A Plain Life

“A Plain Life”, by William Henry Davies

No idle gold — since this fine sun, my friend,
Is no mean miser, but doth freely spend.

No precious stones — since these green mornings show,
Without a charge, their pearls where’er I go.

No lifeless books — since birds with their sweet tongues
Will read aloud to me their happier songs.

No painted scenes — since clouds can change their skies
A hundred times a day to please my eyes.

No headstrong wine — since, when I drink, the spring
Into my eager ears will softly sing.

No surplus clothes — since every simple beast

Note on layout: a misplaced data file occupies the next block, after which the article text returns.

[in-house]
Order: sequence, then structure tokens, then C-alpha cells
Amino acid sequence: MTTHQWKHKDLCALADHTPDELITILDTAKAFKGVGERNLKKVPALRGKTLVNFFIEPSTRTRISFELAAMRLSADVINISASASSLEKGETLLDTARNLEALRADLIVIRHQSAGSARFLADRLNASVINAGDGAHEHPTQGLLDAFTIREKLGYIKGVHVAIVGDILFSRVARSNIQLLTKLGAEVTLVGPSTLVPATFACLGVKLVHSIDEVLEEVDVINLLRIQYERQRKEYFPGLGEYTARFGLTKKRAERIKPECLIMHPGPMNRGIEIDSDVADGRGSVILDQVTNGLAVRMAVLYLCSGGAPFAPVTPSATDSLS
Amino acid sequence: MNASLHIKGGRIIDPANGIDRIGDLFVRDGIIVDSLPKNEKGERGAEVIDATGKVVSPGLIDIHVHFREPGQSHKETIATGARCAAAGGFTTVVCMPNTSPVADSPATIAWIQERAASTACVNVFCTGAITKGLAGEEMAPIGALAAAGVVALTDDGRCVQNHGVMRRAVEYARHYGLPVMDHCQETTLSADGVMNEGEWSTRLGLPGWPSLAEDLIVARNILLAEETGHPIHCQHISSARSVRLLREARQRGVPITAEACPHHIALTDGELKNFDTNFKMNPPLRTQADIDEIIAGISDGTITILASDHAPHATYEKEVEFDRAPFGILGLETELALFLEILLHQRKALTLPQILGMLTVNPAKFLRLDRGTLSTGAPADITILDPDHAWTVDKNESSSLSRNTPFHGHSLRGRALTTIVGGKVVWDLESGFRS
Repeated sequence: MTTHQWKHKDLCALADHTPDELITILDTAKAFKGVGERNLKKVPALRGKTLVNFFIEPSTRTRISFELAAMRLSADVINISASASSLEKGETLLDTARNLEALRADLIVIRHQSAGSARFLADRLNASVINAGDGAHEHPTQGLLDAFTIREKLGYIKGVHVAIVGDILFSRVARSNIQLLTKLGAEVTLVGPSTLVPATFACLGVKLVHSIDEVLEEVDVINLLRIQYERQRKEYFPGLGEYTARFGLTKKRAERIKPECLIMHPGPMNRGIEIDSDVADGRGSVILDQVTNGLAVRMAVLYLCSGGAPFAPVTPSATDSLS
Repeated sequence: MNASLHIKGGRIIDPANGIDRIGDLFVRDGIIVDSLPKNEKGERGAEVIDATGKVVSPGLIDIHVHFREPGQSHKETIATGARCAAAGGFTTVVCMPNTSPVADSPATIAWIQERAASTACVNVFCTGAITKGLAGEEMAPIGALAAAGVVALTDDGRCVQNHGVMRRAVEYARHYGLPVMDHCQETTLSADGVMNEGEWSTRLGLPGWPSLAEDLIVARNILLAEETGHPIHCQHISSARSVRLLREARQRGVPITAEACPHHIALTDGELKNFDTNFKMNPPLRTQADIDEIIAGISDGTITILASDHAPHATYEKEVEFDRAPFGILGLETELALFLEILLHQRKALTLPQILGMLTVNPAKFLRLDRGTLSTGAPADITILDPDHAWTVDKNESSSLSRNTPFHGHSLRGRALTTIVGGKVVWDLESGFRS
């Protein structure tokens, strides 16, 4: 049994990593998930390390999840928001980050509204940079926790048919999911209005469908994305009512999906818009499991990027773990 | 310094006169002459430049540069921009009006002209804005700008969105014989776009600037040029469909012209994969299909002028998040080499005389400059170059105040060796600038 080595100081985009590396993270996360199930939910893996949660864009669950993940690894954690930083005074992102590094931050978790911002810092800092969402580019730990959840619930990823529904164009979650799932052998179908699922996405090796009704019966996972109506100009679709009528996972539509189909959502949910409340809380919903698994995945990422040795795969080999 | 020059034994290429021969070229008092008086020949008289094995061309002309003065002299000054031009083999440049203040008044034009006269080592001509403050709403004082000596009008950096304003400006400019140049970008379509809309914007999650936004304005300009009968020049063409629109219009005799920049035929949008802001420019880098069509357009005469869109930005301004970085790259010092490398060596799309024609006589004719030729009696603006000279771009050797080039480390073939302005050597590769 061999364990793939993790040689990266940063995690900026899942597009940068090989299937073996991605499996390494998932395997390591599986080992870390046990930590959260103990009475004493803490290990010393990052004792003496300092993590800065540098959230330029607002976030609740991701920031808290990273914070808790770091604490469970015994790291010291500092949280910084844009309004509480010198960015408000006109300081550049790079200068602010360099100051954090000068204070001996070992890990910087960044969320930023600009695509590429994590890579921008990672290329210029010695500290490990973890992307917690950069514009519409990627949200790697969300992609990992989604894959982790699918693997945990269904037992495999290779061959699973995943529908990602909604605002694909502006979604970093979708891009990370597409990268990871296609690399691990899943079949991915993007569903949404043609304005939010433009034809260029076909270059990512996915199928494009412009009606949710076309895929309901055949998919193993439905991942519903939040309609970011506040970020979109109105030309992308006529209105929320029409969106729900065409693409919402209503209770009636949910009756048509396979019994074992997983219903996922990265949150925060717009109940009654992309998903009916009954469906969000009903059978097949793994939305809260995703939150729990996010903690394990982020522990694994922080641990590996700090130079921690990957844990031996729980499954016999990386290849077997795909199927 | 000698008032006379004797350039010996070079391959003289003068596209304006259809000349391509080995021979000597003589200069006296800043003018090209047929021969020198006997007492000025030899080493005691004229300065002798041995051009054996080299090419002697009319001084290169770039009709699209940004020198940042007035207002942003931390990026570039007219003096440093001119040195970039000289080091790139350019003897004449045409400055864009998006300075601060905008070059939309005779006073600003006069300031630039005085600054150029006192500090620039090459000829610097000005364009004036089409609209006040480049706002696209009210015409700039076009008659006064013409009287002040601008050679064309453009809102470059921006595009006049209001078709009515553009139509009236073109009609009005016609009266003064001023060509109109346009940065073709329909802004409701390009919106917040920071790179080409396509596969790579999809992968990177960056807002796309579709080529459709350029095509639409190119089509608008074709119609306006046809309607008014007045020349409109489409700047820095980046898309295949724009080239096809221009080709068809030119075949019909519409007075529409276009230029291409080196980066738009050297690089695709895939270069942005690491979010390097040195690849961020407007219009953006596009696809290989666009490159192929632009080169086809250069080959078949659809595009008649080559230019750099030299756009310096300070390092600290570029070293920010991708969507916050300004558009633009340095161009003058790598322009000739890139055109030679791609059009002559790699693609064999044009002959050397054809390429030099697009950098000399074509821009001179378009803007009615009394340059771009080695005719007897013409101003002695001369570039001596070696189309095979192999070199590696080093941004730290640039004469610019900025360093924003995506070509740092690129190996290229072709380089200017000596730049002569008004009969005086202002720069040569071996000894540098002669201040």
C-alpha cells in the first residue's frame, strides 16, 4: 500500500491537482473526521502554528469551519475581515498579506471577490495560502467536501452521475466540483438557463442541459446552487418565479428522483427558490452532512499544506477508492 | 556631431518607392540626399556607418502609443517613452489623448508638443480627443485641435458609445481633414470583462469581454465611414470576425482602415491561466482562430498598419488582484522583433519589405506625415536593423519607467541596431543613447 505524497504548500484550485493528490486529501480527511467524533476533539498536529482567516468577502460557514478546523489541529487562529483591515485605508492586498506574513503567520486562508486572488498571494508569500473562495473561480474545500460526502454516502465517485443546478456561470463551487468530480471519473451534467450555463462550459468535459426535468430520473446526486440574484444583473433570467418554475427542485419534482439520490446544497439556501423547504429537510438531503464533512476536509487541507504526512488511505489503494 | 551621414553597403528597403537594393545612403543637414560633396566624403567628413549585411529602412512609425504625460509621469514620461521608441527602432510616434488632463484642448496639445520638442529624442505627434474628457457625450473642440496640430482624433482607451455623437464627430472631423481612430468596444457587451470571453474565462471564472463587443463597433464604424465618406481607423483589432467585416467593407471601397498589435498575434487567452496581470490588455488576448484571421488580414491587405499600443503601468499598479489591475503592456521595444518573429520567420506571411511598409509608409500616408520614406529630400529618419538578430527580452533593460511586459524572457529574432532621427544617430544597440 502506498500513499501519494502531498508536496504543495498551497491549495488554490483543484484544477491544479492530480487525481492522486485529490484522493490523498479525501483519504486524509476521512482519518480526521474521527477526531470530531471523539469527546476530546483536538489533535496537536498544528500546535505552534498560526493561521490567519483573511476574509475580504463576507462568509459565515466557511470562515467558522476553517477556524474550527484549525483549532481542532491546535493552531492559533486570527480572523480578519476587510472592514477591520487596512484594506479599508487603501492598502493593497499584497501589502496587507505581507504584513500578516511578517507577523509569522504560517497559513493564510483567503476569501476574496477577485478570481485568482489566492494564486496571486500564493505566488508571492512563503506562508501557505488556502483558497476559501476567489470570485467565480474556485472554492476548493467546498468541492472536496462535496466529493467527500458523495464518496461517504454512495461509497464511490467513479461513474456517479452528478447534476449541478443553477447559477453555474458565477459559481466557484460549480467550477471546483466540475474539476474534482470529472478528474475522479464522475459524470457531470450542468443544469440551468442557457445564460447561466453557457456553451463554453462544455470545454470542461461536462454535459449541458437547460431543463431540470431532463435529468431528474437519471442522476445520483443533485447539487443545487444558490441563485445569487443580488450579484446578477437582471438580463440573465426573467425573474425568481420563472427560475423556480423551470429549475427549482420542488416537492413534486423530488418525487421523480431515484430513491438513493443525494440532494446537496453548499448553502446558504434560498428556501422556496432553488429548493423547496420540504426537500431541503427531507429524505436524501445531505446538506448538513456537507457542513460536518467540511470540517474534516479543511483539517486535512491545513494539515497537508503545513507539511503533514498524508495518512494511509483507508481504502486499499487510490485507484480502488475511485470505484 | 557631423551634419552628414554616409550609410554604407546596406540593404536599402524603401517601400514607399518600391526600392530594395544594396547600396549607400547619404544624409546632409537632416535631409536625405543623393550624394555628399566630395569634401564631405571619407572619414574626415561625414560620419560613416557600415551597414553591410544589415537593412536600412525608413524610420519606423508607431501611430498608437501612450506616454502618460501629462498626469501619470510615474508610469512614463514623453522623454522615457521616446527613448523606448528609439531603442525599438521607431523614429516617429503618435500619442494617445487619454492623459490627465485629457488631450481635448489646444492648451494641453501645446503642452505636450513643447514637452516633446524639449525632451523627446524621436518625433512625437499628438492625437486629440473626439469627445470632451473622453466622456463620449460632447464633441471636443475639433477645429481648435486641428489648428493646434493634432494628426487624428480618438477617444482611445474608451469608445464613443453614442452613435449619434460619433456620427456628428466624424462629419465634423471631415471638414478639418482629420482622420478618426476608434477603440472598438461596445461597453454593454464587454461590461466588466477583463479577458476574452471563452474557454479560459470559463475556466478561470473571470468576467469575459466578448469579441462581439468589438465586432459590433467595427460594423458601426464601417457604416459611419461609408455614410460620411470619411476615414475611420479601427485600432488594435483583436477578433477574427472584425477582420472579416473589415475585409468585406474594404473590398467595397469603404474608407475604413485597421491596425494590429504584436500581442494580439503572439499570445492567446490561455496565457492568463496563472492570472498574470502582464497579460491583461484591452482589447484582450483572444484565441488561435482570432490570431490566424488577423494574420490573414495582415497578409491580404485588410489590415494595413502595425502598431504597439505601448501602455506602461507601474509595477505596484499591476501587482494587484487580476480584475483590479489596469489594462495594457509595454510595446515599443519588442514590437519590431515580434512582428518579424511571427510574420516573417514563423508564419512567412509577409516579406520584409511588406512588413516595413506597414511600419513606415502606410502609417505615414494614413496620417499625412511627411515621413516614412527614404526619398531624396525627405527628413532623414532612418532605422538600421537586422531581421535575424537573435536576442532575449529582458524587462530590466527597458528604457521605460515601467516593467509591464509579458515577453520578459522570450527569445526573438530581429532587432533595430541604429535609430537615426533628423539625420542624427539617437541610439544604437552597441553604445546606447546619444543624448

Can teach me to be happy with the least.

This Christmas Eve I am mindful of the remarkable bounty given to us by the earth. When I consider all that I am privileged to steward in this regard, I want for nothing man-made, other than the love and friendship which flows through the hearts and minds of those near and far who are dear to me.

How blessed we are to have one another, to be enfolded by the heavenly envelope of our atmosphere, to be surrounded by the many faces of the glorious land we are privileged to dress and keep, and to know that the so-called “simple” things are so deeply satisfying.

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